Meet Liberally, the non-profit creative agency set up to amplify minoritised voices

Campaign spoke to Daisy Rogers, founder and creative director of the agency with the audacious task of trying to create belonging for underrepresented people, while forgoing traditional investment.

Meet Liberally, the non-profit creative agency set up to amplify minoritised voices

Like so many others, artist and creative director Daisy Rogers was, to put it mildly, left at a loose end when the pandemic hit last year. She had been running a small non-profit art school that was forced to close. “All my writing ceased, all my art commissions – everyone went, yeah, this is not where I want to put my money right now,” she tells Campaign.

But as well as facing economic insecurity, Rogers (pictured) – who is queer and neurodivergent (she has attention deficit disorder and sensory processing disorder) – experienced many of the secondary impacts of lockdown.

“With a very narrowing media narrative and queer spaces closing their doors for the pandemic and all these sorts of things, it felt very isolating and it felt very homogenous,” she says.

“I was sort of sitting at home feeling sorry for myself and thinking, you know what, there must be other people feeling as disenchanted and as isolated and underrepresented as I do right now. And wouldn't it be amazing if I could help, not just myself to have more creative expression but, loads of others as well, and bring diverse communities into the mainstream narrative.”

After putting out a call on LinkedIn for freelance creatives from various disciplines that brought 350 responses in 48 hours, the result was Liberally, a creative and talent agency dedicated to amplifying underrepresented voices that also stands out as, according to Rogers, the UK’s only non-profit creative agency.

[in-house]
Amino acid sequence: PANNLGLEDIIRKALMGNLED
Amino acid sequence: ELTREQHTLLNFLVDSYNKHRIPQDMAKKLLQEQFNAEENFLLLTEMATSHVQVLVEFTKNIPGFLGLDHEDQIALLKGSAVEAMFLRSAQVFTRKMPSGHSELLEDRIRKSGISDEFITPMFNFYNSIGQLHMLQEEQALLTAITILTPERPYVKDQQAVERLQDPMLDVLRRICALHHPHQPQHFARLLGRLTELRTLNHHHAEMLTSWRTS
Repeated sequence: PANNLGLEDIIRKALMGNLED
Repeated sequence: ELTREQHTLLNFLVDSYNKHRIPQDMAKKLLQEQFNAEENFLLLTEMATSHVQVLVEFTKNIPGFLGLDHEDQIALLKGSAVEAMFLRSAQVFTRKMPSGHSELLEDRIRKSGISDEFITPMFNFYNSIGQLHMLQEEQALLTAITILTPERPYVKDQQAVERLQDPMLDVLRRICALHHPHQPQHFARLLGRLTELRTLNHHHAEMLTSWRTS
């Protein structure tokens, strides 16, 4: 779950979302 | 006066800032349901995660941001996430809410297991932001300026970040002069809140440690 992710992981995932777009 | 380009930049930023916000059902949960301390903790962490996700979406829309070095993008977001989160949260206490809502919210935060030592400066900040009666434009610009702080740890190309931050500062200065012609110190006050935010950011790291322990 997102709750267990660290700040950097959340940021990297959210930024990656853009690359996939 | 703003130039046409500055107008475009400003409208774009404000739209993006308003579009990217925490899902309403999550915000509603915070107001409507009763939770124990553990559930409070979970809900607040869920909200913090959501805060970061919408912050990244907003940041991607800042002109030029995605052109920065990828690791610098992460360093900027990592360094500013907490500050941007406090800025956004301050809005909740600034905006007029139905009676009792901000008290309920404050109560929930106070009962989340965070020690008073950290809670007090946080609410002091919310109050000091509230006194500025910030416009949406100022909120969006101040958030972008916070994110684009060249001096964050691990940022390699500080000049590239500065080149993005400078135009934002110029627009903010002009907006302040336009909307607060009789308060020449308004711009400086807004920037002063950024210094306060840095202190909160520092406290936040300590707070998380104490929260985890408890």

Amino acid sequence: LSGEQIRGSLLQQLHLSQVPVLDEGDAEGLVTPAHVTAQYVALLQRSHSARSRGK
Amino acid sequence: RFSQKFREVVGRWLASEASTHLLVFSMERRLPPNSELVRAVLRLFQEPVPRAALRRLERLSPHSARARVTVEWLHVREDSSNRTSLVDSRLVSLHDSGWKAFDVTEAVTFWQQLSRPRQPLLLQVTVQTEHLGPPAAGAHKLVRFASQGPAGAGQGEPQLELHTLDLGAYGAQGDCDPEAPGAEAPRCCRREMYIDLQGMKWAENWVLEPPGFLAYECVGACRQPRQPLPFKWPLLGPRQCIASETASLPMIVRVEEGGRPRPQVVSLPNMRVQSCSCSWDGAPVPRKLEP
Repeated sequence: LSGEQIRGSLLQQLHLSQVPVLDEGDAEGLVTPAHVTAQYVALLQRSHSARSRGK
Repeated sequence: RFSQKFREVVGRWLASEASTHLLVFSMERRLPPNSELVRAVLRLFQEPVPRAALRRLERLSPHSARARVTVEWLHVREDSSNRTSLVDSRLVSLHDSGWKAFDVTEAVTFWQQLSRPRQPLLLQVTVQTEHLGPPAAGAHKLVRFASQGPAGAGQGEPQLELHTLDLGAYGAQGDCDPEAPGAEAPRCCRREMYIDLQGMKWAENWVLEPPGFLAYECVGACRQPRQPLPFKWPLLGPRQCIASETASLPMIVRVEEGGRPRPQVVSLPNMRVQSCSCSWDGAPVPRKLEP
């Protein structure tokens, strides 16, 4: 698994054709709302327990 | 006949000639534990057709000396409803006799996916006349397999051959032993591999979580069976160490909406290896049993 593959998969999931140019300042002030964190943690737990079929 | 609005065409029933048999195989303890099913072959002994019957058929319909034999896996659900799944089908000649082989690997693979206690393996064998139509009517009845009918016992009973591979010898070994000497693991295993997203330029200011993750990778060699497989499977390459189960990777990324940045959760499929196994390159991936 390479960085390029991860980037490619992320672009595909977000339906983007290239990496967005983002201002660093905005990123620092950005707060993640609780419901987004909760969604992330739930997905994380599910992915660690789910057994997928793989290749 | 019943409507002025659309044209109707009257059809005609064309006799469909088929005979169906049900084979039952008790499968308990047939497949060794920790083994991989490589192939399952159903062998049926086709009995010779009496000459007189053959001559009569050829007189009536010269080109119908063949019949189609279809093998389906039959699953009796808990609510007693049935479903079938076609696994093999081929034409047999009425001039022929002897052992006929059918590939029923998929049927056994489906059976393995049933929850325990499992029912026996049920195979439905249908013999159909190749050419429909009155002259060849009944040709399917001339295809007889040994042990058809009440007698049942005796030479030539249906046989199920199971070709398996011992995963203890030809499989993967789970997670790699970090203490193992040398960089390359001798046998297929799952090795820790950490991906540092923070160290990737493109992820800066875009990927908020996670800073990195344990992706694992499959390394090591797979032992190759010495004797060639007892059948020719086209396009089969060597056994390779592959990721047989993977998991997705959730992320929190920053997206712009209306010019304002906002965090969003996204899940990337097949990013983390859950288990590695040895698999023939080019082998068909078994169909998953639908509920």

As well as working with brands and representing talent, Liberally operates a website, panel discussions, podcasts and a quarterly magazine, the next issue of which will be out in October and focuses on “intersectionality through a black lens”. 

Liberally has this week unveiled a core “talent board” of eight diverse creatives that the agency will work with “on a formal basis to further their career”, in Rogers' words. They are:

  • Becky Namgauds, choreographer and dance artist
  • Anna Lumsden, hair and make-up artist
  • Sama Kai Sundifu, photographer
  • Henri T, photographer
  • Rebecca Hawkins, sculptor and fine artist
  • Bella Frimpong, writer
  • Jordan Labarr, writer
  • Fernanda Liberti, photographer

Alongside this, is a wider creative community of about 50 people, who are able to pitch both for Liberally’s client work and in its own magazine. Rogers hopes to expand this pool and is looking into Arts Council grants to support this.

Liberally’s financial model has no room for negotiation: it works with its creatives to establish a set rate that clients can take or leave, with a flat 20% fee placed on top of this for running costs. It has been established as a "community interest company", a company model established in 2005 that does not have private shareholders. 

Rogers has been seeking investors to support growth, although potential supporters are necessarily limited to those driven by Liberally’s social objectives rather than financial return. Anyone who does invest can benefit from social investment tax relief, allowing them to make a small return when they commit for three years.